While the Oklahoma Corporation Commission is in the process of holding a Notice of Inquiry and an exploration of alternative ratemaking and right of first refusal, Commissioner Bob Anthony is using a 32-year old previous Inquiry to show the commission does have the ability to investigate utilities and their charges from the 2021 Winter Storm Uri.
In a recent filing, the commissioner pointed to a 3 and one-half year inquiry carried out by the Corporation Commission in 1991.
“In contrast to certain unfounded and unfortunate, but often repeated, Corporation Commissioner public statements made since the February 2021 Winter Storm Uri that “the Commission lacks jurisdiction,” the 1991 NOI claims no such impotence,” he wrote in his filing.
“Furthermore, the 1991 NOI explicitly mentions “the use of natural gas for electric power generation, and…seasonal demand imbalances.”
Anthony said it also noted the inclusion of marketers, brokers and issues for anti-trust, competitive pricing, and market forces.”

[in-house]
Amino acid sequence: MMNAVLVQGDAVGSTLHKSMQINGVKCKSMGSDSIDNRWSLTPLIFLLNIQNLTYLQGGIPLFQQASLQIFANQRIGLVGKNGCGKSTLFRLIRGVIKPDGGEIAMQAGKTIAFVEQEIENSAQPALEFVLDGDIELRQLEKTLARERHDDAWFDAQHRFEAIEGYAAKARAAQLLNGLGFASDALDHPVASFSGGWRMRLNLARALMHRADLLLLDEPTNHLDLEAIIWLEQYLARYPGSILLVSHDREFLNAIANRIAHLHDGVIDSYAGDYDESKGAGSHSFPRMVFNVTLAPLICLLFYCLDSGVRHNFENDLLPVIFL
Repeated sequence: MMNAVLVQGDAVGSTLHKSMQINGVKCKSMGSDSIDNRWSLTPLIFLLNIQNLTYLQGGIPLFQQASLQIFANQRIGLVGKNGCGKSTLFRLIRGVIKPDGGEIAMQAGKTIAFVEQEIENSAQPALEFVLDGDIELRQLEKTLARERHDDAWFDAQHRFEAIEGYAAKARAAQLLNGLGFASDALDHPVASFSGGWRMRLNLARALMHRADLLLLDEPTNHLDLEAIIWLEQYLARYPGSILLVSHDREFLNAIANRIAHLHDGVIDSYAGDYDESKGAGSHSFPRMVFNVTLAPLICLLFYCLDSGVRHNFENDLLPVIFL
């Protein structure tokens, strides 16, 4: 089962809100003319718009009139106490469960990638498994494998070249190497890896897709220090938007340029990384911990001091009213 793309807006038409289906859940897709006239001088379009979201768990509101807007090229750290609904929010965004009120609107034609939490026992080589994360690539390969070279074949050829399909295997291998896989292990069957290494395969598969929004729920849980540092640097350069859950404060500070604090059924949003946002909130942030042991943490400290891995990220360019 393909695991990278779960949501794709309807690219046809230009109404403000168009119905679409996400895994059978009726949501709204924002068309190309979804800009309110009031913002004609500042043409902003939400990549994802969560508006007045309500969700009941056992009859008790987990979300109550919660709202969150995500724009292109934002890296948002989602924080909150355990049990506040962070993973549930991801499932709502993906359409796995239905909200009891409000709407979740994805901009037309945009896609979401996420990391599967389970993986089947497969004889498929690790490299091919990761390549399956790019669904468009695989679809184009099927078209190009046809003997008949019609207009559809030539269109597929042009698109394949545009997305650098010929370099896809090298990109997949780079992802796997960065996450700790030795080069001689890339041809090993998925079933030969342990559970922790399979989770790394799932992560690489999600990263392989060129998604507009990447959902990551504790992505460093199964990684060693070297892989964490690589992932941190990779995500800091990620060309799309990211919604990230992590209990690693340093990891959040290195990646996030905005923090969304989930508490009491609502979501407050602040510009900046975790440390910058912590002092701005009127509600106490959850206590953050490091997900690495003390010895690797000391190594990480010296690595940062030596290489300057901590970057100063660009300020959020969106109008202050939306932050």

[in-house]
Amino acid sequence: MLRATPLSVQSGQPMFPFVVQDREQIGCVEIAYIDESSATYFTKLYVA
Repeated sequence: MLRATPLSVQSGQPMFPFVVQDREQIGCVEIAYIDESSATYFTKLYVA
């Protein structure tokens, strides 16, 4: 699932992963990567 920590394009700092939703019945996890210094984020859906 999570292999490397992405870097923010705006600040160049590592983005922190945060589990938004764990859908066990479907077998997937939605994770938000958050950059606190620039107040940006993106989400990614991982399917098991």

The Commissioner has been at odds with Commissioners Todd Hiett and Kim David who contend the Commission does not have the authority to investigate the utilities that used bonds to pass along extensive rate increases to consumers to cover costs of the winter storm.
Anthony noted the 3.5 year long inquiry that started in 1991 involved the participation of 37 respondents including electric and gas utilities, producers, gatherers, brokers and marketers. It wasn’t until February 1995 whe a final order was issued finding the “Commisson has jurisdiction of the subject” and addressed the topics of competitively priced natural gas, the existence of pricing disparities, excessive rates, unjust discrimination and whether a PCL or transportation rate should be deemed fair and not excessive.
“Sound familar?” asked Anthony in his filing. “How could such essential topics now be considered “beyond the Commission’s authority” when the OCC spent more than three years investigating them in the 1990s?”